At least he'd made sure her funeral had been perfect. Most of it had passed by in a blur, but he knew she'd have liked it. Simple and sober, with everyone in attendance she cared about it. Actually, far more people had turned up to pay their last respects. Lois had had more friends than she'd ever realised.
More enemies, too.
He hadn't felt any satisfaction over the conviction of her murderers. They'd gotten a life long sentence. He'd contemplated murdering them himself, but in the end, he couldn't bring himself to do it. The best option he had was to advocate for the death penalty, yet neither he nor Lois had ever believed in that. What he actually should do was talk at schools to make teenagers see that a life of crime held no future for anyone. It was an option he'd store away for later.
But no matter what he did, it wouldn't bring Lois back.
Nothing ever would. He was reminded of it every day.
In the morning, he woke up alone in the big bed. He still made too much coffee for himself. It was her car he drove to work in the morning. Her desk was now occupied by another reporter. Her picture stared back at him from his own desk. There was no one to discuss stories or leads with anymore. In the evening, he went home to an empty house. There was no one to talk to about his day. At night, he got into that same empty bed again.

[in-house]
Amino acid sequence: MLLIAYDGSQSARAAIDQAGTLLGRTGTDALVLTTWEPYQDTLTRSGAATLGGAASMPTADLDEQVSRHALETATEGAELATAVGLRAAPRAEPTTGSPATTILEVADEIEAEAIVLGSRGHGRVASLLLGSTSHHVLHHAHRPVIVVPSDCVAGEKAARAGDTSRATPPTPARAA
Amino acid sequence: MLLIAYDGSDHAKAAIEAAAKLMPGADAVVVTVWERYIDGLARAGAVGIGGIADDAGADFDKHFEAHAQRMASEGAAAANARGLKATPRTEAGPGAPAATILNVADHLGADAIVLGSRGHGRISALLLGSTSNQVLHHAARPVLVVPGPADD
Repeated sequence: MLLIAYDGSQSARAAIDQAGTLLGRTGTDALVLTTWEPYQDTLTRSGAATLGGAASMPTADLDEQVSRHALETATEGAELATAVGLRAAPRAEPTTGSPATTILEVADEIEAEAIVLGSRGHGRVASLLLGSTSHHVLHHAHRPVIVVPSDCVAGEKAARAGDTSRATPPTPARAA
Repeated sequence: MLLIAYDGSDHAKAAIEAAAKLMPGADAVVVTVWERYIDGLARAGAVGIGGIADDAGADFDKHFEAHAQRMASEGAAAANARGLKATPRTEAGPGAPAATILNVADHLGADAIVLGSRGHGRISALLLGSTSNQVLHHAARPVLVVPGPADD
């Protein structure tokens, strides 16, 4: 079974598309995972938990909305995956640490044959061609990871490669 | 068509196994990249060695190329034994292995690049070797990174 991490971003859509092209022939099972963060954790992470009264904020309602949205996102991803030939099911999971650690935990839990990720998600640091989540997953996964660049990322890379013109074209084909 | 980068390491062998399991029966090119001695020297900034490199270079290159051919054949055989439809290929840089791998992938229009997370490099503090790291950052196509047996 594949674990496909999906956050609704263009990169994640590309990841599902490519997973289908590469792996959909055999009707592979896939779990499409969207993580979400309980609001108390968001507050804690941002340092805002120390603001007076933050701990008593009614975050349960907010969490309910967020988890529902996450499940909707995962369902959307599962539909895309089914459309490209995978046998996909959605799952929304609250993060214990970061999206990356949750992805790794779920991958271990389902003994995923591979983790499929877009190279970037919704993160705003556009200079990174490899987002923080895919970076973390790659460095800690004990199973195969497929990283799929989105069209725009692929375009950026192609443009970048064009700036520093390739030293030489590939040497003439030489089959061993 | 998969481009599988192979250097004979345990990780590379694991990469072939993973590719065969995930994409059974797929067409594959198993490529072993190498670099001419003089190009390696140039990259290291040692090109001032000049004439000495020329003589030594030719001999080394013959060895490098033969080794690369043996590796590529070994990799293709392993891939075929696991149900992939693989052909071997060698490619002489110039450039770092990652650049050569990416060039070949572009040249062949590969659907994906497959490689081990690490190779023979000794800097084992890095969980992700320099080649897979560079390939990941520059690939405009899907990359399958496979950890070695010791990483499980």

Superman missed her too. Who was there to rescue on a weekly basis now? Apart from a stray cat or two, that was. Who was there to tell him not to obsess over the lives he hadn't been able to save or the disasters he hadn't been able to prevent? Who would make him focus on all the good things that he *did* do? Who would actually make Superman continue to do his job?
It was relief and gratitude that kept him going. Those moments he rescued someone, he felt like he had a purpose after all. Giving up all together had been on his mind often during the last year. Heck, he'd even given it a try. But after a week he'd gone mad with all the cries for help. His conscience wouldn't let him ignore it, and in the end he was glad to be able to leave the house for some time.